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THE SELF DELUSION: The Surprising Science of How We Are Connected and Why That Matters by Tom Oliver book review

THE SELF DELUSION: The Surprising Science of How We Are Connected and Why That Matters by Tom Oliver book review
27 May
by Tom Oliver • W&N • £13.50 (hardback)

Welcome to the ‘self’: a conscious and subjective experience arising from variform configurations of neurons, electrical currents and chemical transmissions in our nervous systems – in other words, an illusion. We have been hoodwinked into the belief that we are unchanging entities at the centre of existence, prioritising our sense of individualism for the survival of our genes. Oliver unravels this illusion to reveal an infinitely more connected and flowing world.

Our thorough guide dispenses with outdated definitions of the self by reviewing new principles in biology, psychology and environmentalism. We learn of the continual remodelling of our bodies – that the cells of our gut lining live for only five days before being replaced, and that our human genes are vastly outnumbered by those of our microbial companions. With balance and poise, we are taught of the porosity of our social networks, and how we as individuals can influence each other at an unprecedented rate. In a realignment of our self-identity, we learn of the dependency of our well-being on the environment, and how ‘care for the natural world beyond our immediate bodies becomes an act of self-love’.

Estranged from ourselves and cast anew into vast connected systems, Oliver becomes a reassuring guide; a sanguine voice that informs us that a planetary perspective can have far-reaching improvements in our society. His astute eye shifts from macroscopic environmental themes to the microscopic multitudes of our inner ecosystems. With each transition, we understand the benefits of nurturing our connections with these ecosystems, on which the survival of our species is dependent.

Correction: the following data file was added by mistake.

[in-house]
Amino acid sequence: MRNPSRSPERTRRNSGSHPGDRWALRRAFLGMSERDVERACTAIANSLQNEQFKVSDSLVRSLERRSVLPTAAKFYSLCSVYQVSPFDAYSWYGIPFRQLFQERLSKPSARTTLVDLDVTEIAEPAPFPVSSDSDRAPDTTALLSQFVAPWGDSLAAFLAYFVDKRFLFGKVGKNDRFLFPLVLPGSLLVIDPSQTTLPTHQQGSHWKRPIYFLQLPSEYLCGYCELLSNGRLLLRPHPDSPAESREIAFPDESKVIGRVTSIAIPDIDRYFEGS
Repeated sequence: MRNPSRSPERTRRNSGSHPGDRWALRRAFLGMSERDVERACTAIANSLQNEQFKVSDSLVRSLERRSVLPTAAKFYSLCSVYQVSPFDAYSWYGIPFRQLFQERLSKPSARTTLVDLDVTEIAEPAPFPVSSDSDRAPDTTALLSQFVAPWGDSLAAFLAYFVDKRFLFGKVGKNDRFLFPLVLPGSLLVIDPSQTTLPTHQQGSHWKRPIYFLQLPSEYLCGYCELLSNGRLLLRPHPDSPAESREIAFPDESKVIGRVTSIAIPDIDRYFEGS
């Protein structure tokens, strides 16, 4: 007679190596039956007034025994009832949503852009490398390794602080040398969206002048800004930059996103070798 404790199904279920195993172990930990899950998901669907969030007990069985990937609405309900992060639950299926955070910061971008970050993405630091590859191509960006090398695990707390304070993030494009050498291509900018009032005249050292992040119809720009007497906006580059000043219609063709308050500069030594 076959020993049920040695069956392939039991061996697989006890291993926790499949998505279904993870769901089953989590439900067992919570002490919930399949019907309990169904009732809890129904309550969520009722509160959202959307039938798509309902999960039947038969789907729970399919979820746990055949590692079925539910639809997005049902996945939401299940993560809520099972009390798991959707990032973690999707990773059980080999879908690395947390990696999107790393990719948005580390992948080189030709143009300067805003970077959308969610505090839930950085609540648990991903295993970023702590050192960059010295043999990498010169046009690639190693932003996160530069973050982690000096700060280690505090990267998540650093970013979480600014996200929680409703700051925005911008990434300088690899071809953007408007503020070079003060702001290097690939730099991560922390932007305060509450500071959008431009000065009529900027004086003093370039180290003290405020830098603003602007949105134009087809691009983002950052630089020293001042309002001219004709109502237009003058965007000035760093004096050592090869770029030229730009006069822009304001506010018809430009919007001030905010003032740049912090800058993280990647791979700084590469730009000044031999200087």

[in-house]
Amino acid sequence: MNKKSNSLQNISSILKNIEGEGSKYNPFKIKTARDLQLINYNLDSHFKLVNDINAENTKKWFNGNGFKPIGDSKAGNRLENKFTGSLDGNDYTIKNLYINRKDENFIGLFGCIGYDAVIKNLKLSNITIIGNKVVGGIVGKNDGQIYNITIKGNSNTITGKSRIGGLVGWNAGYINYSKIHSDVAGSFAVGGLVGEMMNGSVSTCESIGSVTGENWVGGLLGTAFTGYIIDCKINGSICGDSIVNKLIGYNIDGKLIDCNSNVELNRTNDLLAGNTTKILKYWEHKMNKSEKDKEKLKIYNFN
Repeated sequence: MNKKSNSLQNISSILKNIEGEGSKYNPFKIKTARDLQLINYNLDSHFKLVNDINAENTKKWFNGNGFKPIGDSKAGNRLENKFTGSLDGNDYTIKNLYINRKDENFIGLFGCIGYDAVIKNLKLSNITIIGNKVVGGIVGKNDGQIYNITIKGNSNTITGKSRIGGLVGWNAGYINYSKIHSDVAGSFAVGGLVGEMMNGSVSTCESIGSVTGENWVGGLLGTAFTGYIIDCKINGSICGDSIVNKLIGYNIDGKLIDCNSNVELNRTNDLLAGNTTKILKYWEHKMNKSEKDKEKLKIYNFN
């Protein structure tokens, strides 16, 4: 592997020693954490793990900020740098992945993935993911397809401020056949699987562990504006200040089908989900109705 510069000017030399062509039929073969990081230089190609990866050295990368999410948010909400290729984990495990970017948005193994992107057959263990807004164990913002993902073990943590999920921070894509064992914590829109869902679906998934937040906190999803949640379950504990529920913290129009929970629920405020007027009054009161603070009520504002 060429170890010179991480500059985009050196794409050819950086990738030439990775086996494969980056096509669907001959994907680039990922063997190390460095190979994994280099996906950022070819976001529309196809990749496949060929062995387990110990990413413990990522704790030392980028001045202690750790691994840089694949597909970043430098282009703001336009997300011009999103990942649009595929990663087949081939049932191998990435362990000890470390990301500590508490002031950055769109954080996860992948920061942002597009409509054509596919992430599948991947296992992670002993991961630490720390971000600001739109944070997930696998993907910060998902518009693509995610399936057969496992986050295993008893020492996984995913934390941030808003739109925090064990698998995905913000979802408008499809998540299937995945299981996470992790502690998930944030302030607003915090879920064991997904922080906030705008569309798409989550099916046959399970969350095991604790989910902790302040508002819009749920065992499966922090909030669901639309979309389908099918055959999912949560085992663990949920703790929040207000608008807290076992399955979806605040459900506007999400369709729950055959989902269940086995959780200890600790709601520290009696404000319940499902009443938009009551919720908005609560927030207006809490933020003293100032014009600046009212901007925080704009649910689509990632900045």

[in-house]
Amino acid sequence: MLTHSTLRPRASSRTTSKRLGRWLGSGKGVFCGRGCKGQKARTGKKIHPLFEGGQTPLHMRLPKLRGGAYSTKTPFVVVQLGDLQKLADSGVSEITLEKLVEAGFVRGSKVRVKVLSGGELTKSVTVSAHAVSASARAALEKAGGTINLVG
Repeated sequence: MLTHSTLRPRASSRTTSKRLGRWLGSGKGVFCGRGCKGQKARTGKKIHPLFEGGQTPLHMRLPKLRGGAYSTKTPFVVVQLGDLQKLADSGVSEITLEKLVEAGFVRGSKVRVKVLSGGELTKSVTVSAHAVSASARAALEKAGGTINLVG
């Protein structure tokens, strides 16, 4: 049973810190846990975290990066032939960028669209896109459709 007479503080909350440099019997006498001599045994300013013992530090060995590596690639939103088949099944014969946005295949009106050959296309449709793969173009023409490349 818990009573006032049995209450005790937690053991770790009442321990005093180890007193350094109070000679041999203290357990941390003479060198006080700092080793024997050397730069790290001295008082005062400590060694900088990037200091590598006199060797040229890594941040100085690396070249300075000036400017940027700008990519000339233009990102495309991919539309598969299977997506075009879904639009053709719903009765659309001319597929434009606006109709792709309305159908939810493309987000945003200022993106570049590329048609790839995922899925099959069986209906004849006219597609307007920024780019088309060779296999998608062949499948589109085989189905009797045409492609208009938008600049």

A vision of a connected society — one that is conscious of its dependency on nature — is a glistening beacon in a gloomy ecological present. His message is clear and portentous: divest from the philosophy of individualism and fulfil relations with each other and the ecosystem. With this shift in our self-identities, Oliver argues that we can re-connect with nature, take conscious responsibility of our consumer choices, and form meaningful and empathetic relationships. In an era that will be defined by its planetary action, Oliver’s argument is timely and thorough.

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